However that, the money has not been released by the Ministry of Finance. And that the new policy is that the line Ministries and in this case the Ministry of Local Government are the ones to meet the payment.
It was then prayed that the Applicants wait for two months when the money will be released. And that each party should bear its own costs.
In rejoinder, Counsel for the Applicant argued that, the essence of mandamus is to consider the Applicant and the circumstances in which in good faith the Applicant supplied goods to Government and five years later no payment has been effected. And financial obligations are incurred to try and enforce payment.
He insisted that the application be allowed. And if the money is not paid within the time proposed by Respondent, notice to show cause will be applied for.
Also that, costs follow the event unless court for good cause decides otherwise. Therefore that costs should be awarded.
Whether the application should be allowed.
It is not disputed that the High Court has discretion under S.37 (1) of the Judicature Act, “to grant an order of mandamus in all cases in which it appears to be just and convenient to do so. And that under 37 (2) of the same Act, the order may be made unconditionally or on such terms and conditions as the High Court thinks fit”.
The circumstances to be established by the Applicant to obtain a writ of mandamus have been repeatedly stated by the courts. They are:-
- A clear legal right and a corresponding duty in the Respondent.
- A specific act or thing which the law requires that particular officer to do has been omitted to be done by him.
- Lack of any alternative remedy
- Whether the alternative remedy exists but is inconvenient, less beneficial or less effective or totally ineffective.
But what should not be ignored is the principle that “mandamus will not issue to enforce doubtful rights or those rights that are the subject of dispute. The duty to perform the act must be undisputed and plainly defined”. Refer to MA 693/2006 and Nampoga Robert & Another vs. Attorney General HCC MA 0048/09.
The Respondents in the present case do not deny the judgment given against Government in the sums claimed. And that the certificate of order against Government was issued on 22.05.17, indicating the sums to be paid, the rate of interest and when it would begin to run, plus the taxed costs of the suit.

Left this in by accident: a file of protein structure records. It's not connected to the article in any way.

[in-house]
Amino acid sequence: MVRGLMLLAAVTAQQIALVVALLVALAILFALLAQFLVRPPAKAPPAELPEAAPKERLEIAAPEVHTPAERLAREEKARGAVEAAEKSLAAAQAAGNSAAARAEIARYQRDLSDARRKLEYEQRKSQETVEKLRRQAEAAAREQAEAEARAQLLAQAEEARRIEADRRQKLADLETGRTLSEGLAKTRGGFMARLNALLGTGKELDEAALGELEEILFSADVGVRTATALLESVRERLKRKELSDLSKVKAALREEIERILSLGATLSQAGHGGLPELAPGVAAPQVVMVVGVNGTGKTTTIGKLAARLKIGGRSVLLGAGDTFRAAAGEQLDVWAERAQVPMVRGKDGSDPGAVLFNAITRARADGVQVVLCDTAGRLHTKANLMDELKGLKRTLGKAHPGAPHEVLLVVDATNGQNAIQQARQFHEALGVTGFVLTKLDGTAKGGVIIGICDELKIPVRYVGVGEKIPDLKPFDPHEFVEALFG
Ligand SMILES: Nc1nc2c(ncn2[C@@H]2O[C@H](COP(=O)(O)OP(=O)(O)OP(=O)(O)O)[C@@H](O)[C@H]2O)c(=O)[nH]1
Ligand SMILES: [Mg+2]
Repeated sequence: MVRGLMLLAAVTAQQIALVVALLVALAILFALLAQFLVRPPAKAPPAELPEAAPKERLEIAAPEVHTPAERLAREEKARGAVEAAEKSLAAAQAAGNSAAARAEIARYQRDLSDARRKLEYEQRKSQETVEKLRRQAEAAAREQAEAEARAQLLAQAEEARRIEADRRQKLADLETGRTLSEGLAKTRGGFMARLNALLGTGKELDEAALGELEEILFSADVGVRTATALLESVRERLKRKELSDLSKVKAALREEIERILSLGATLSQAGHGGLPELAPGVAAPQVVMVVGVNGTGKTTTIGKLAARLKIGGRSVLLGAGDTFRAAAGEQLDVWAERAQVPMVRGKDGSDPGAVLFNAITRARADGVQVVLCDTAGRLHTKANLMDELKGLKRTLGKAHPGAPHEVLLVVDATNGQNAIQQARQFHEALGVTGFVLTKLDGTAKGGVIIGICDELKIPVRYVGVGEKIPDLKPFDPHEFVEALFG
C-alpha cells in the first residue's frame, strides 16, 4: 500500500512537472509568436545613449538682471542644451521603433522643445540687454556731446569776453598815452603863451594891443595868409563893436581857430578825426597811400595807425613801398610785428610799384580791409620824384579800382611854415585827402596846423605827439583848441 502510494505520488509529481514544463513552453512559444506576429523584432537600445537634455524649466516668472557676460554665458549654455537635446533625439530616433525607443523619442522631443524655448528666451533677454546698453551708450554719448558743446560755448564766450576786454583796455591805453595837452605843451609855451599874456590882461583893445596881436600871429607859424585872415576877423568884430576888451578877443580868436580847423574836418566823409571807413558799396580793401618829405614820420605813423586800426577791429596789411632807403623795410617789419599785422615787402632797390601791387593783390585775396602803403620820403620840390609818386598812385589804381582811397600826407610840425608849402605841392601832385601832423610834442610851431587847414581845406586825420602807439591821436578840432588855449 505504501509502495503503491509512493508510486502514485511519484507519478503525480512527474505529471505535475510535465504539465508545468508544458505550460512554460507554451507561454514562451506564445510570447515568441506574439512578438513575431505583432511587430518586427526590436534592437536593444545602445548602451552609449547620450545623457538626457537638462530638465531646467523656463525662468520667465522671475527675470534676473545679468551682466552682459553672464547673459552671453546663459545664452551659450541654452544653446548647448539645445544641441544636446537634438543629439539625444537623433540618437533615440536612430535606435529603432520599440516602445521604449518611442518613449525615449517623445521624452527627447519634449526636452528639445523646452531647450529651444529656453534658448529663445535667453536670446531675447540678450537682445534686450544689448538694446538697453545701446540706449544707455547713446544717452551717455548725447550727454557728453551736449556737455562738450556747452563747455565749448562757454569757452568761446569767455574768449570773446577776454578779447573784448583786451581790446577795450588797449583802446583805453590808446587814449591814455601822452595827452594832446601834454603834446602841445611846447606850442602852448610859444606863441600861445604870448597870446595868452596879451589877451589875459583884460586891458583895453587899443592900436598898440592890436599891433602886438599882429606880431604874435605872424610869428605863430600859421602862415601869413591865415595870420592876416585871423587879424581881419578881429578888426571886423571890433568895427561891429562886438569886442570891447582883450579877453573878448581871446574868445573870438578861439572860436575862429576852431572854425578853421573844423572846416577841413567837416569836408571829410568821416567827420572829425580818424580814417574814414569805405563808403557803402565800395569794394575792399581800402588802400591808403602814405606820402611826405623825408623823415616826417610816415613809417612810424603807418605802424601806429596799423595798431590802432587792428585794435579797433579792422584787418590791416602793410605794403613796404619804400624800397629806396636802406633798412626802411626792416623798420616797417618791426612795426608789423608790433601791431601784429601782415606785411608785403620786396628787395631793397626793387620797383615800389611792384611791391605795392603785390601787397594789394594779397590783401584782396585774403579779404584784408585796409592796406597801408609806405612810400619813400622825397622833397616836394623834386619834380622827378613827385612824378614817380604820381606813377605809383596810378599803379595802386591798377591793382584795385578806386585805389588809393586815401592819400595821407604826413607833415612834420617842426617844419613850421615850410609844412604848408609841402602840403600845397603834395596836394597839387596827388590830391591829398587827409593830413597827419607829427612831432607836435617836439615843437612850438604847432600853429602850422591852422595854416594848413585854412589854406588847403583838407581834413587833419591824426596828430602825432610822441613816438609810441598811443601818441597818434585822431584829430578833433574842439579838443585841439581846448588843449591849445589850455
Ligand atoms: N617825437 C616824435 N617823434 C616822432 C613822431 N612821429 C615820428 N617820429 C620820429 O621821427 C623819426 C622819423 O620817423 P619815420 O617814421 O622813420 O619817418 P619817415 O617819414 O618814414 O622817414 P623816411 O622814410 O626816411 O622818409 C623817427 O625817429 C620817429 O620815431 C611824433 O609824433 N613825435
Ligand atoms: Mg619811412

The clear legal right of the Applicant and the corresponding duty of the Respondents to pay has therefore been established.
The law is that “a decree or order of payment made against Government becomes a statutory duty for the Government Officer concerned to perform the duty. And that payments decided against Government have to be made by the Attorney General through the Treasury Officer of Accounts”.
It is clear from the circumstances of the present case that despite several demands for payment, the Treasury Officer of Accounts (First Respondent) has not made the necessary payment to the Applicant. There is no appeal against the judgment of court delivered in favour of the Applicant on 20.02.17. And the claim goes back to five (5) years.
The seemingly alternative remedy hereby suggested by Counsel for the Respondents that is, that, there is a new policy that the line Ministries and in this case the Ministry of Local Government meet the payment, is inconvenient, and totally ineffective considering what is provided for by the law.
And in any case, Counsel for the Respondent admitted that the money has not yet been released to the said Ministries, and the Applicants are being required to wait for another two months for the said release.
Court has also noted that the Applicant’s contention that the promised payment on a first come first served basis is never honored has not been disputed by the Respondents.
Therefore the proposed alternative is totally ineffective.
The Applicants have no other legal means of enforcing their right under the Certificate of Order against Government, and any continued delay in effecting the payment continues to adversely affect the Applicants.
It is therefore only fair and just that this application be allowed under S.37 (1) of the Judicature Act and the writ of mandamus issues against the Respondents to force them to effect payment to the Applicants in the sums decreed by Court.
It is so ordered.
Taxed costs of this application are also granted to the Applicants.
FLAVIA SENOGA ANGLIN